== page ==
attacks and defensive ploys for our favourite writers, I saved Woolf buthad to, with a bitter irony, ditch Albee. This useless but enthrallingexercise has shown that to all intents and purposes, regardless of criticsand Literature courses across the globe, that reading and devouring ofLiterature and literature is a subjective thing. That we will never agreewith everyone one hundred percent that Swift was a perfect satirist, thatWallace Stevens is still unappreciated, that Anne Sexton was brilliant andthat Claire Pollard is shining beacon in UK Poetry. I still feel that EzraPound should be consigned to the nearest cat litter tray or budgie cage.So, it did come as a surprise, when we opened City Life, that Inc. andIncorporating Writing had been on the receiving end of a critic and I leaveyou with their words and a glowing pride in what we are trying to do here:
"GIVEN that Inc. is ‘a new wave in UK writing’, you’d be forgiven for dismissing it as another site devoted to fiction and poetry by would-bewriters. But Inc. is a bit different. Based in Ashton-under-Lyne, thewebsite launched at the end of last year and exists to promote literaturein the UK: listing events, marketing small press magazines and running articles on writing, by writers. Primarily, though, Inc. seems to be a promoter of poets. Heading the webpage is a list of ‘incwriters’, selected from publications such as Poetry Review and including Graeme Mort and JuliaDavis. Click on their names and you get a short biog, samples of their workand details on how to book them for events. When it comes to reading material, Inc. rather cleverly brings together original articles with thosereproduced from the magazines it has close links with. So, in the currentedition, Blake Morrison talks about his memoir and his love of The Movementwhile Anthony Cropper discusses the follow-up to his debut The Weatherman(Route). A quirky feature offers a day in the life of Peoplespoet.comeditor Paula Brown (which seems mainly to consist of her retrieving thingsfrom under her children’s beds) and poet Ian Parks gives an honest look atthe highs and lows of poetry readings from the point of view of audienceand writer. The mass of websites devoted to new writing, literary news, new magazines and e-zines can be bewildering at times - hence the emergence of these ‘one-stop-shops’ for lit lovers. It’s likely we’ll soon be overrunwith these, too, but for now Inc. provides some good reading and new information - definitely mightier than a lot of other crit out there, aswell as the sword".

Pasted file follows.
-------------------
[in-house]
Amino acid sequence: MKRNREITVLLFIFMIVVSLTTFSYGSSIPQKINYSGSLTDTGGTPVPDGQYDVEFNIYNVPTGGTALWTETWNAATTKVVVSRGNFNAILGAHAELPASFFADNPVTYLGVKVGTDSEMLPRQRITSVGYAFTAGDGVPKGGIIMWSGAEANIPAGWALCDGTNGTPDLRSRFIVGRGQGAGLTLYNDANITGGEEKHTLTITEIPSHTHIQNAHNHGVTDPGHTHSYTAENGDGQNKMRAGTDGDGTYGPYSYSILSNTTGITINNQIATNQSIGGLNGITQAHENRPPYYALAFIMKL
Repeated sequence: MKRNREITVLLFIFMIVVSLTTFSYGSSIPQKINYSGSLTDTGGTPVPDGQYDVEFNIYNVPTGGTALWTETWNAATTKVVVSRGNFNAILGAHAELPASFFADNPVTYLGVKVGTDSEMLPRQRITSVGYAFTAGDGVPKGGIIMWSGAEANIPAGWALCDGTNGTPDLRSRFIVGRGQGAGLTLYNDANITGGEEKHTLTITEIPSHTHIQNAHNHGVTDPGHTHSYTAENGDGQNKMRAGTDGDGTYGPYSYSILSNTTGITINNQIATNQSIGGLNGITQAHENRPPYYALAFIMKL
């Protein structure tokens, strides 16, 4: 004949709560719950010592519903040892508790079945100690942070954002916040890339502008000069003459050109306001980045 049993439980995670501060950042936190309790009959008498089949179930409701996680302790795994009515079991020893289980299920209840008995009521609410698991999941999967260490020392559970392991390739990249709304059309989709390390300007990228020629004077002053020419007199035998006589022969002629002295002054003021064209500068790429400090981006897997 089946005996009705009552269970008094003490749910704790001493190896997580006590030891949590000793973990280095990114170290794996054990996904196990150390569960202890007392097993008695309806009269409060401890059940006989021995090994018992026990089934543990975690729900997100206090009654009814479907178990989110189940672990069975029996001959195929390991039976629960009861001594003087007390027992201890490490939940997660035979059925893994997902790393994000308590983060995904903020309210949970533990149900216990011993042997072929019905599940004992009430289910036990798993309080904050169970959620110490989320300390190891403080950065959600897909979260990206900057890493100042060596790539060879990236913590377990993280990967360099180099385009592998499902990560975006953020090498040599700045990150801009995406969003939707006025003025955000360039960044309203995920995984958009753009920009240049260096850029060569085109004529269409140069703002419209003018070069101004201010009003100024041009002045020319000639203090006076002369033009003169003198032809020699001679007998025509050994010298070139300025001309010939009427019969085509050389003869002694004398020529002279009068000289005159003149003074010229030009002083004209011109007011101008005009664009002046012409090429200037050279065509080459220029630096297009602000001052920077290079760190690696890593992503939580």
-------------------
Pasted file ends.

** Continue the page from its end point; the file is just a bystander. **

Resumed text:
This months edition includes new interviews with Hilary Mantel, RogerMcGough and Steve Aylett. An article on writers block by Roselle Angwin, aday in the life of Julia Bird from the Poetry Book Society and an insightin a behemoth of UK Literature Magazines, The North.PS Some great news as well, Peter Lewin has been reading in the USA, ajoint partnership between Kendal Press, Incwriters,The Bowery Poetry Club,Bob Holman, to promote Peter's writing and collection Silverdale in theStates. The tour is going phenomenally well with Peter selling hundreds ofbooks at each reading. We will bring you more information on this in theAugust edition.
----------------------------------------------------The Pop and the Passion: Roger McGoughInterview by Bixby MonkAward-winning poet, playwright, broadcaster and children's author RogerMcGough was born on 9th November 1937 in Liverpool, England. He waseducated at St Mary's College, Crosby, Liverpool, and at Hull University.He taught at St Kevin's Comprehensive School, Kirby, and lectured at MabelFletcher College in Liverpool and at the Liverpool College of Art. He was amember of the pop music/poetry group 'The Scaffold' between 1963 and 1973.He made his name as one of the 'Liverpool Poets' with Adrian Henri andBrian Patten, included in The Mersey Sound: Penguin Modern Poets 10 (1967).